This event was the perfect way for attendees to learn more about this very talented Virginia author and the many books she has written, especially her newest publications.

Monday’s Opening Session

VLAPF Cochair Karen Jacobs provided opening remarks and a welcome on behalf of the VLAPF Executive Board during Monday’s general session. VLA President John Moorman further welcomed the group on behalf of the Virginia Library Association. Food Bank representative Kristin VanStory shared general information about the Food Bank and thanked conference attendees for their donations to assist in this charitable organization.

Sam Clay, director of the Fairfax Public Library System, opened the conference with his keynote address, “To Read or Not to Read: So What’s the Question?” His presentation was filled with humor, some thoughts about the way people read, and some reflections about how the library and reading are changing as we move forward into the twenty-first century filled with new technologies.

Photos of John Moorman and Sam Clay speaking.
Left, VLA President John Moorman welcomes conference attendees on behalf of VLA.
Right, Sam Clay delivers the keynote address for Monday’s opening session.

Bringing the conference theme into play (“Libraries Are Filled with Treasures: Check Them Out!”), Clay stated that everyone in the room was a treasure. He went on to say that library support staff determine the failure or the success of a library, and that support staff are one of a library’s chief assets.

Getting back to the theme of his address, Clay said that the word of the day is READ. He said the question of the day is, and I quote, “Is it a breach of ethics for those who work in libraries to read from a Kindle?” He went on to say that many library personnel have been seen with a Kindle or a similar e-reading device.

Clay then talked about how relevant reading has always been, and how it will continue to be so in the future no matter the format of the reading material. Sharing a personal story, Clay said that at the age of six he had his first significant “a-ha” moment related to reading. On returning to his classroom from the school library, he thought he saw his name written on the chalkboard, and he panicked. Having your name on the board was embarrassing because it meant you had done something really wrong. It also meant that you were kept inside during the big recess period. After taking a more careful look at the board, he realized the teacher had written Sonny, not Sammy, on the board. This was the moment when he realized the importance of being able to read. Clay said that the ability to read is a gift that should be valued. Since reading provides the reader with the ability to analyze, synthesize, and visualize, it has been viewed as a danger by many civilizations over the centuries. History provides many instances of resistance to books and reading, with the most revolutionary one resulting in the burning of books. On the other end of the spectrum, there is also documentation of words spoken by great minds to encourage reading. For instance, Dwight D. Eisenhower said, “Don’t join the book burners. Don’t be afraid to go to the library and read every book.” Clay shared quotes from other famous thinkers and leaders who spoke out on either the pros or cons of the issue.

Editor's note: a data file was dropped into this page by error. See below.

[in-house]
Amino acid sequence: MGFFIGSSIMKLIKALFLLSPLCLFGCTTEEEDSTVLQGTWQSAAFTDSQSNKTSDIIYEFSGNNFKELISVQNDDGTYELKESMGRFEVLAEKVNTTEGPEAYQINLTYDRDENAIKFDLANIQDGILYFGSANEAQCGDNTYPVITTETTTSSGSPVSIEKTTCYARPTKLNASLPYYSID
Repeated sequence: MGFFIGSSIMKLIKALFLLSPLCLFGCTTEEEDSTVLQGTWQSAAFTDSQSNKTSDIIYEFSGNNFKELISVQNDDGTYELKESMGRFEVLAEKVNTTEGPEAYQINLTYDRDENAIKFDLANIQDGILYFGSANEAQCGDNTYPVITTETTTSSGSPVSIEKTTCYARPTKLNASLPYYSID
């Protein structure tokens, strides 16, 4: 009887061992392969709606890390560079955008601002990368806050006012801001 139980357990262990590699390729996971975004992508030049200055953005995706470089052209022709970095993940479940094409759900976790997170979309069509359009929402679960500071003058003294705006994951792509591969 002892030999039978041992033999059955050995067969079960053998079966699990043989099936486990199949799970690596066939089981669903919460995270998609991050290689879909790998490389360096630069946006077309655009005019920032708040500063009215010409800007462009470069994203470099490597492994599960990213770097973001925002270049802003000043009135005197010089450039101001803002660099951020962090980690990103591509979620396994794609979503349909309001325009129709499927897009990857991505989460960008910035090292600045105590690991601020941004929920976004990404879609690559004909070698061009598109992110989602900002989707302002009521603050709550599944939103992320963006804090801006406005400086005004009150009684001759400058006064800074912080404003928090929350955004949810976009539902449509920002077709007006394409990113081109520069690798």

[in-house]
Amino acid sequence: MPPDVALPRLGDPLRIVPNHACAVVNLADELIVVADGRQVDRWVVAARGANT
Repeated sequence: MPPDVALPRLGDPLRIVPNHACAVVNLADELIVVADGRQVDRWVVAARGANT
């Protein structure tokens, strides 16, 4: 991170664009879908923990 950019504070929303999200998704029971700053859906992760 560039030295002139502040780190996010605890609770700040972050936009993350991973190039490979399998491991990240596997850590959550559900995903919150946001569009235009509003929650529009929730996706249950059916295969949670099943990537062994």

Readers face challenges. Making the decision about what to select is one challenge. All people have their own system for selecting what they wish to read. Another challenge is where to read, and this is determined by an individual’s circumstances. Clay threw out some questions related to one’s personal reading strategy and style: “Do you read an entire book, even if you dislike the beginning? Are you philosophic about what you read, do you fly through the text, or do you savor every word on every page?” But the question of the day was, “Where do you find the books you read?” Books are available in public libraries, bookstores, and online. Friends share books with other friends. But now we have new options for finding the books we read. So, is it a breach of ethics to read from a Kindle? Is reading essential? Will books survive in this new age filled with digital and electronic information? Is it the future of reading rather than publishing? History documents a progression of formats — microfiche, microfilm, long-playing records, videotapes, audiotapes, CDs, and DVDs. What lies ahead? What is the future of reading, and how will libraries fit in as new technologies emerge? Will digital technologies unlock the written word to the world? As we move into the future of libraries, it is obvious that the way we read will change. Power browsing will eliminate the need for introspective reading. How we read will be more important than what we read. In libraries, our job will be to decide how these new products can best serve our customers’ needs. Another issue libraries must consider is affordability. Will libraries have the funds to purchase these new technologies?